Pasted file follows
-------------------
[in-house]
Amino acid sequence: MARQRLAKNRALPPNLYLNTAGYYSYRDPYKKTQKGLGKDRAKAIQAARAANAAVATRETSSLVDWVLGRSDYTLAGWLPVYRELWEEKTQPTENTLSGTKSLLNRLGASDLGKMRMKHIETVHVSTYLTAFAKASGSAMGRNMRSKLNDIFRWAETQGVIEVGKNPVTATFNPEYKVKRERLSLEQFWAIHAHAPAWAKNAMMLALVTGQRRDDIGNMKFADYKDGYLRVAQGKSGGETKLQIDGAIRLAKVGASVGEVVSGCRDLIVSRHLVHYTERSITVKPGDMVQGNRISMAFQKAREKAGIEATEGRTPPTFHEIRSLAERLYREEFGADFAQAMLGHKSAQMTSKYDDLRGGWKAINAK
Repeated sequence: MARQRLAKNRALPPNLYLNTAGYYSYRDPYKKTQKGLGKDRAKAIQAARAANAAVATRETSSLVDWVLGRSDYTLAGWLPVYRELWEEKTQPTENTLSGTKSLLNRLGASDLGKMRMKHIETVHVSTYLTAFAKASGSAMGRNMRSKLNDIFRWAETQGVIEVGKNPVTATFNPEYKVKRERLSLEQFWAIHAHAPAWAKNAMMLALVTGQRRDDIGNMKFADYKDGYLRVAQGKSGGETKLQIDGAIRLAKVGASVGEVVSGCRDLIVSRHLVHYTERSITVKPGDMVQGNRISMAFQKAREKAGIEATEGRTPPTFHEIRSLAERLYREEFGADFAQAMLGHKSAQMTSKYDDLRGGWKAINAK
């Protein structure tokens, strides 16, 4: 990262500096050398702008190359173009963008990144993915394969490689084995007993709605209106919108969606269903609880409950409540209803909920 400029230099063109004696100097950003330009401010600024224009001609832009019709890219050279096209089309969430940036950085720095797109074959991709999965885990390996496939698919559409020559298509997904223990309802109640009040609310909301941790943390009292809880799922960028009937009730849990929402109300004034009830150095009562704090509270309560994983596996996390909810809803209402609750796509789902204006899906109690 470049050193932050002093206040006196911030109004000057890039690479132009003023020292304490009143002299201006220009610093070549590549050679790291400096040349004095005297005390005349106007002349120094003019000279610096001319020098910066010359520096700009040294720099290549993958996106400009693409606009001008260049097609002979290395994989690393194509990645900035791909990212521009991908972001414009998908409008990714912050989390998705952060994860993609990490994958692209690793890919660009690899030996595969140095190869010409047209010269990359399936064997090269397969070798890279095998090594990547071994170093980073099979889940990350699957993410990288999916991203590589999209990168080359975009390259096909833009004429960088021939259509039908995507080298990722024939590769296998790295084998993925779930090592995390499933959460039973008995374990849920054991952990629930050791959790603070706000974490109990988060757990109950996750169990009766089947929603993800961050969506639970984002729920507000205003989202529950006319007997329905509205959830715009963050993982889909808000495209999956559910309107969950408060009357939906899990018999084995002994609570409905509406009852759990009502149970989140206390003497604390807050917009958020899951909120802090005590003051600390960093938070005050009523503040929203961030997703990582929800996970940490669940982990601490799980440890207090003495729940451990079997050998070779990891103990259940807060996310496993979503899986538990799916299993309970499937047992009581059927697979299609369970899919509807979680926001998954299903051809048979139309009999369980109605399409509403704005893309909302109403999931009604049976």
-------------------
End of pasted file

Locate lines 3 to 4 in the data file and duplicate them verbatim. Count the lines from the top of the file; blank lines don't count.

Repeated sequence: MARQRLAKNRALPPNLYLNTAGYYSYRDPYKKTQKGLGKDRAKAIQAARAANAAVATRETSSLVDWVLGRSDYTLAGWLPVYRELWEEKTQPTENTLSGTKSLLNRLGASDLGKMRMKHIETVHVSTYLTAFAKASGSAMGRNMRSKLNDIFRWAETQGVIEVGKNPVTATFNPEYKVKRERLSLEQFWAIHAHAPAWAKNAMMLALVTGQRRDDIGNMKFADYKDGYLRVAQGKSGGETKLQIDGAIRLAKVGASVGEVVSGCRDLIVSRHLVHYTERSITVKPGDMVQGNRISMAFQKAREKAGIEATEGRTPPTFHEIRSLAERLYREEFGADFAQAMLGHKSAQMTSKYDDLRGGWKAINAK
């Protein structure tokens, strides 16, 4: 990262500096050398702008190359173009963008990144993915394969490689084995007993709605209106919108969606269903609880409950409540209803909920 400029230099063109004696100097950003330009401010600024224009001609832009019709890219050279096209089309969430940036950085720095797109074959991709999965885990390996496939698919559409020559298509997904223990309802109640009040609310909301941790943390009292809880799922960028009937009730849990929402109300004034009830150095009562704090509270309560994983596996996390909810809803209402609750796509789902204006899906109690 470049050193932050002093206040006196911030109004000057890039690479132009003023020292304490009143002299201006220009610093070549590549050679790291400096040349004095005297005390005349106007002349120094003019000279610096001319020098910066010359520096700009040294720099290549993958996106400009693409606009001008260049097609002979290395994989690393194509990645900035791909990212521009991908972001414009998908409008990714912050989390998705952060994860993609990490994958692209690793890919660009690899030996595969140095190869010409047209010269990359399936064997090269397969070798890279095998090594990547071994170093980073099979889940990350699957993410990288999916991203590589999209990168080359975009390259096909833009004429960088021939259509039908995507080298990722024939590769296998790295084998993925779930090592995390499933959460039973008995374990849920054991952990629930050791959790603070706000974490109990988060757990109950996750169990009766089947929603993800961050969506639970984002729920507000205003989202529950006319007997329905509205959830715009963050993982889909808000495209999956559910309107969950408060009357939906899990018999084995002994609570409905509406009852759990009502149970989140206390003497604390807050917009958020899951909120802090005590003051600390960093938070005050009523503040929203961030997703990582929800996970940490669940982990601490799980440890207090003495729940451990079997050998070779990891103990259940807060996310496993979503899986538990799916299993309970499937047992009581059927697979299609369970899919509807979680926001998954299903051809048979139309009999369980109605399409509403704005893309909302109403999931009604049976």